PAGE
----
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Lake Nakuru: One final game drive

I have a secret to tell. Something that fills me with immense shame. Here it goes.

By the time we reached Kenya, I was kind of over safaris.

It feels good to finally get that out there. Those of you who’ve been with me from the beginning might remember a certain starry eyed overlander who said she would never tire of seeing elephants up close. I stand by that, because even in Kenya every elephant forced me to have to pause and catch my breath. I guess what I’m saying is I just didn’t have the same level of excitement about going our all day game drive around Lake Nakuru as I did way back in Etosha. I’d been spoilt, plain and simple!

Lake Nakuru National Park is famous for its flamingos, and although my friends back home will smile knowingly upon reading that. However, I’ve somehow managed to log 7 months of travels without alluding to my flamingo obsession. This particular game drive drive also happened to be our last real wildlife spotting opportunity of the trip. So with the promise of vast quantities if flamingos, and a leopard sighting still eluding me, I joined the others in the wee hours of the morning and headed off on our very last game drive.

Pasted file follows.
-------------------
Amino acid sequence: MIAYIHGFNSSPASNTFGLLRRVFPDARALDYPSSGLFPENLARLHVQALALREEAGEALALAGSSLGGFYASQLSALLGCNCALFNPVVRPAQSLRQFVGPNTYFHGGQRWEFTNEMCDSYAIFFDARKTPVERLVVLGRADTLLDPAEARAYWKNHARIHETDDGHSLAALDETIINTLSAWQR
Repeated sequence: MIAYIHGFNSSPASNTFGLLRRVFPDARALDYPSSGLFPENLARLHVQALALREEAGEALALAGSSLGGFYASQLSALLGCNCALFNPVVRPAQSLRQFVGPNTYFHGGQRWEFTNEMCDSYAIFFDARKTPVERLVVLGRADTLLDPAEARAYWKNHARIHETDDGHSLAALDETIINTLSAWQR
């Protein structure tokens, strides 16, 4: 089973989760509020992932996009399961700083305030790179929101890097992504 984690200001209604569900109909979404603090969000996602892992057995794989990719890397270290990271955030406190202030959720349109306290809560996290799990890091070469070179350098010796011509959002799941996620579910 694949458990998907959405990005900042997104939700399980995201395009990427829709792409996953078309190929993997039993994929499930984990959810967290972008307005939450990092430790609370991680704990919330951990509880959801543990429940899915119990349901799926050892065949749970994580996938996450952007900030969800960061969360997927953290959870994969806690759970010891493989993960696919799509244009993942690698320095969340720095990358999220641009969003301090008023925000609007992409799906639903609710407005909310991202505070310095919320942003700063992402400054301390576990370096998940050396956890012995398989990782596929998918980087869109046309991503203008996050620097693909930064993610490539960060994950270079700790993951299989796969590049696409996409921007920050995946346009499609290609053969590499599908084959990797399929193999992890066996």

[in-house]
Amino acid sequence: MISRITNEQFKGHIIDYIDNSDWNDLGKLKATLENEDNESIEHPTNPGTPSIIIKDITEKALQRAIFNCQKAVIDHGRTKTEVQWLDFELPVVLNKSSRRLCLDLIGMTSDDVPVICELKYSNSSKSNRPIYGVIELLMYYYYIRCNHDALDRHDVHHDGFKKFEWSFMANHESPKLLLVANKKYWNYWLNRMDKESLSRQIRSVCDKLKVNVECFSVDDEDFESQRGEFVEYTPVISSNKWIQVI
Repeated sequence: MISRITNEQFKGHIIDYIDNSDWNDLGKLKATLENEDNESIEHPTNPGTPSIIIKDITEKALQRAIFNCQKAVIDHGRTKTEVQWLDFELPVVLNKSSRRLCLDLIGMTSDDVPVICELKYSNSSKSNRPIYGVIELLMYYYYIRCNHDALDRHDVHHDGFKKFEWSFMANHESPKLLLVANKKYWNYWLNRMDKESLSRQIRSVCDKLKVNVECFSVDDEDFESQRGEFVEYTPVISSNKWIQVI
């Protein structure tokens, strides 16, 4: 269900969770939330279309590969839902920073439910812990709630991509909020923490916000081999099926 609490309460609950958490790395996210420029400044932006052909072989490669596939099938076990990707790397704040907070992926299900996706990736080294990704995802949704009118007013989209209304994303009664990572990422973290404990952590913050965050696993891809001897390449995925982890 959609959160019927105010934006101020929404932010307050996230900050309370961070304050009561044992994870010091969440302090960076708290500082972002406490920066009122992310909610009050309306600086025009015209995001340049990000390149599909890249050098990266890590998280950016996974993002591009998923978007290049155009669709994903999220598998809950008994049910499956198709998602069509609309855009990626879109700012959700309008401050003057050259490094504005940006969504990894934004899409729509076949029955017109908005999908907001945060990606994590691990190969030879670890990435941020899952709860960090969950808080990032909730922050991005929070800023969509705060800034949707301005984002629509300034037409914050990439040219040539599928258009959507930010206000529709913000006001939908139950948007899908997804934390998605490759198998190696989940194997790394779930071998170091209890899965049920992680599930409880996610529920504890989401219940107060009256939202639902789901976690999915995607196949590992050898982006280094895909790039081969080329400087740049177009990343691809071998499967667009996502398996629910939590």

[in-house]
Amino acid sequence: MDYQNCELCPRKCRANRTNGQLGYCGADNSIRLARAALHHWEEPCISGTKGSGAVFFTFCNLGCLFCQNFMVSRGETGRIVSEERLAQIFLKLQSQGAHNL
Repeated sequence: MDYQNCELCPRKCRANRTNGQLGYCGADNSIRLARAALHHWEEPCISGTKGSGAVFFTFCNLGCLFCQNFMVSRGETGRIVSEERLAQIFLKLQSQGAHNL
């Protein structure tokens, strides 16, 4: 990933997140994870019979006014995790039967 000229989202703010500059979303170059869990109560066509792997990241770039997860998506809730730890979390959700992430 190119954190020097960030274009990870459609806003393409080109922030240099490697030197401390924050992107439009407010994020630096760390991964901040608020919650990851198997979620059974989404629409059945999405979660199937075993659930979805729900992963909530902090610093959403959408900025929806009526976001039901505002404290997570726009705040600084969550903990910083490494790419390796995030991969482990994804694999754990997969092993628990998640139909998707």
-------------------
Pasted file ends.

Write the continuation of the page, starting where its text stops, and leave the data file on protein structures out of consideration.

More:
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Lake Nakuru had experienced some big floods in the lead up to our visit, so a lot of areas were off limits. One of the entrance gates was still actually underwater! But it’s a beautiful park, and well worth a visit no matter how jaded an animal enthusiast you’ve become.

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We didn’t see a leopard, and the flamingos, though plentiful, turned out to be tiny blips on the horizon of my zoom lens. But what we did see was spectacular.

We saw lions, with all their exuding power and pride.

We saw rhino in numbers far greater than we’d been blessed to see this whole trip.

We saw not one, not two, but an entire pack of hyenas. We saw baboons harassing unsuspecting tourists whilst they tried to picnic. We saw some truly unique bird life (we’re all birders these days). We even saw two giraffes, duking it out, crashing their necks together in violent dance. Who needs a leopard when you’ve been lucky enough to see all that?

 

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Kenya dig it?

See what I did there? Eh? Eh?